The Mobile Chicken Pulper: The Next Chapter in Humane-Washing

Imagine being trapped in a nightmare in which you are seized by your legs and carried upside down. You thrash wildly to try to free yourself from the grip of your captor. But resistance is futile. There is no mercy, no regard for your life. Your last conscious experience is the terror of being thrown into a gas chamber connected to a machine from which your body will emerge a few minutes later in the form of ground hamburger. What I’ve just described to you, and what you will see in this video if you watch it, is not a bad dream but the reality behind what “humane farming” advocates are calling a compassionate alternative to commercial slaughter of hens used for eggs.

According to the “Chickpulp” website, “Chick Pulp opens up a new dimension for the efficient processing [slaughter] of spent laying hens [hens used for eggs are killed at only 1.5 to 2 years of age when their egg output declines]: “With its closed system the unit slaughters the animals as stress-free as possible and produces a mash that can be used for [livestock] feed and the petfood industry…”

Slaughtered laying hens are also used in foods like frozen chicken nuggets, canned soup, and fast food chicken sandwiches, where their badly bruised and degraded muscle tissue cannot be detected in the pulped and processed ‘meat’.

But while bringing the mobile slaughterhouse to your farm might spare your animals the horrors of transport, this does not make exploiting and killing animals any more ethical.

Is slaughter made “humane” simply by doing it on a smaller scale, in your own backyard or under the pretext of “strengthening your local food system” as author Ali Berlow would have us believe in her new book the Mobile Poultry Slaughterhouse? How can slashing the throats of 6-week-old baby birds for profit and pleasure — not from necessity — be consistent with acting humanely? Especially when we have an abundance of cruelty-free alternatives?

Why define what is “humane” against the worst case scenario of factory farming instead of the best case scenario: a world that can thrive on a plant-based diet and no longer needs to breed animals into existence for the purpose of enslaving, exploiting and slaughtering them, at all? How can we claim to value animals’ welfare during the short period of their lives we allow them to exist, yet so easily and violently dispose of their lives as if they held no value at all? What does it say about our culture when people like Berlow, who comes from one of the most affluent regions (Martha’s Vineyard) in one of the world’s most affluent countries, still feel entitled enough to harm animals needlessly, for their own pleasure, even after claiming to believe that animals count morally and should therefore be given moral consideration?

Isn’t this notion of humane meat yet another example of Orwellian doublespeak? If you were bred into this world merely to be enslaved, exploited and slaughtered for completely unnecessary reasons, would you maintain that you had been humanely treated? In the words of Voltaire, “If we believe in absurdities, we shall commit atrocities.”

Learn more at our feature, A Closer Look At What Humane Farming Really Means.
Learn more about chickens used for eggs at our Egg Industry Factsheet.

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About Robert Grillo

Robert Grillo is the director of Free from Harm which he founded in 2009 to expose the food industry’s exploitation of animals and foster greater empathy for farmed animals. As an activist, author and speaker, Grillo focuses awareness on the animal’s experience and point of view, drawing on insights from sociology, psychology, popular culture, ethics and social justice to bridge the gap between humans and other animals. As a marketing communications professional for over 20 years, Grillo has worked on large food industry accounts where he acquired a behind-the-scenes perspective on food branding and marketing. His new book, Farm to Fable: The Fictions of Our Animal Consuming Culture, reveals how popular culture uses a variety of fictions that condition us to consume animal products and perpetuate fasle perceptions of animals that make us feel better about exploiting them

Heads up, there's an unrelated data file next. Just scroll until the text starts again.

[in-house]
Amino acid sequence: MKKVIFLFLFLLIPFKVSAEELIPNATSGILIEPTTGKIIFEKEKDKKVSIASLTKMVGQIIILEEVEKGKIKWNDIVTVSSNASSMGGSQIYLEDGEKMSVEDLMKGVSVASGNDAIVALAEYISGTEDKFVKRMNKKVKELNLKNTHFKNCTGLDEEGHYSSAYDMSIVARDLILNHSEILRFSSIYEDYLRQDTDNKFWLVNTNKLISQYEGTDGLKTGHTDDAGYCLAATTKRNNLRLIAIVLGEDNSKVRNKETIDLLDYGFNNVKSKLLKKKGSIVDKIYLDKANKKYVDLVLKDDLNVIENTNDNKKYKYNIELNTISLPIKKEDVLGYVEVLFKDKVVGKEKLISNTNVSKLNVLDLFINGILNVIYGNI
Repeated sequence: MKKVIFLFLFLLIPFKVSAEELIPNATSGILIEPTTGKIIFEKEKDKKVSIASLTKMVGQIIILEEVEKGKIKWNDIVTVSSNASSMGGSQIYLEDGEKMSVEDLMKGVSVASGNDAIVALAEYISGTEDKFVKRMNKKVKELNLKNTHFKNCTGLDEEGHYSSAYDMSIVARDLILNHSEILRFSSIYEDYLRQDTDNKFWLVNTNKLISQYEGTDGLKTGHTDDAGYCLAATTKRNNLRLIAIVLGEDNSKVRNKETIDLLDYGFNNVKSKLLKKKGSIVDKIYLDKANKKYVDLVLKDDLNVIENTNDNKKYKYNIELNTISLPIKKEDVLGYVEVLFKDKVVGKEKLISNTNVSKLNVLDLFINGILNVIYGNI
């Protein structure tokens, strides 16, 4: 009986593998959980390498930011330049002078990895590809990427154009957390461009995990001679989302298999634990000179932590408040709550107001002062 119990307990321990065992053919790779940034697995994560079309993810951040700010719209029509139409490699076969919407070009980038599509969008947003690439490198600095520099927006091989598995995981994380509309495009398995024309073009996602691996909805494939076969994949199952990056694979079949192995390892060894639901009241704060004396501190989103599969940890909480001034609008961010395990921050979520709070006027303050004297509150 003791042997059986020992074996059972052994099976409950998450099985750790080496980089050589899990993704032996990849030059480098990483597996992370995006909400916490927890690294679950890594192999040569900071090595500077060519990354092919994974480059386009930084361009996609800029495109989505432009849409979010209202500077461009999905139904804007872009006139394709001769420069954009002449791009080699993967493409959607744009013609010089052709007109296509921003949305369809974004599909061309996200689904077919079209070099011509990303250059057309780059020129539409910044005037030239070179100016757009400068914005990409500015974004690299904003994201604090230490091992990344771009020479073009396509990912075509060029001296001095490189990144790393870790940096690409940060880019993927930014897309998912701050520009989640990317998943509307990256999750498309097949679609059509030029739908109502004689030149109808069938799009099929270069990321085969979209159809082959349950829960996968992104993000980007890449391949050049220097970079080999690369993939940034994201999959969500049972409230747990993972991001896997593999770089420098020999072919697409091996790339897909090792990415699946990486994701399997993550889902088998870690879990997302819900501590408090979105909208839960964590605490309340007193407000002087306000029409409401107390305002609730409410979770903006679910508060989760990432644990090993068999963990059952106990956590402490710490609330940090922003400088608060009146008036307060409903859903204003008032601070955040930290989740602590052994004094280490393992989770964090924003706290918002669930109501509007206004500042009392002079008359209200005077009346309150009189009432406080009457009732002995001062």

1. Pingback: 12 Egg Facts the Industry Doesn’t Want You to Know | Care2 Healthy Living

  2. It’s those damn FOODIES!!!!!!!!!!!!! They buy into this sustainable/humanely raised BS! These are the same idiots who buy baby chicks through a catalogue and wax poetic about raising chickens without realizing what it means to raise a living sentient being who may or may not produce enough eggs for their family to feast on… And when the chicken no longer produces eggs, what do these “Foodies” do? They either abandon these poor helpless birds or drop them off at a shelter. Also, what happens if some of those ‘chicks’ turn out to be roosters? Yep, off to the shelter they go… People need to stop narcotizing themselves with all this propaganda and face the reality that in order for them to enjoy a steak, a burger, bacon, sausages, porkchops, veal, eggs, cheese and milk and animal must SUFFER and DIE.

    I hate Foodies.

  3. “Passively accepting these beliefs, carnists take pride in eating “cage- free” eggs, hams from “free” pigs, cheese from the milk belonging to “humanely raised” cow’s calves, and legs from “free” dead chickens. These consumers have become washed into believing that a little improvement in egg, meat, and dairy production has stopped the harm. They settle for the slight inconvenience of choosing and paying for a different box of eggs or a non-factory-farmed slab of meat. They believe in happy death, happy meat fantasies, and thus find escape from doing what is really needed. They avoid true and effective personal change.”-Wil Anderson

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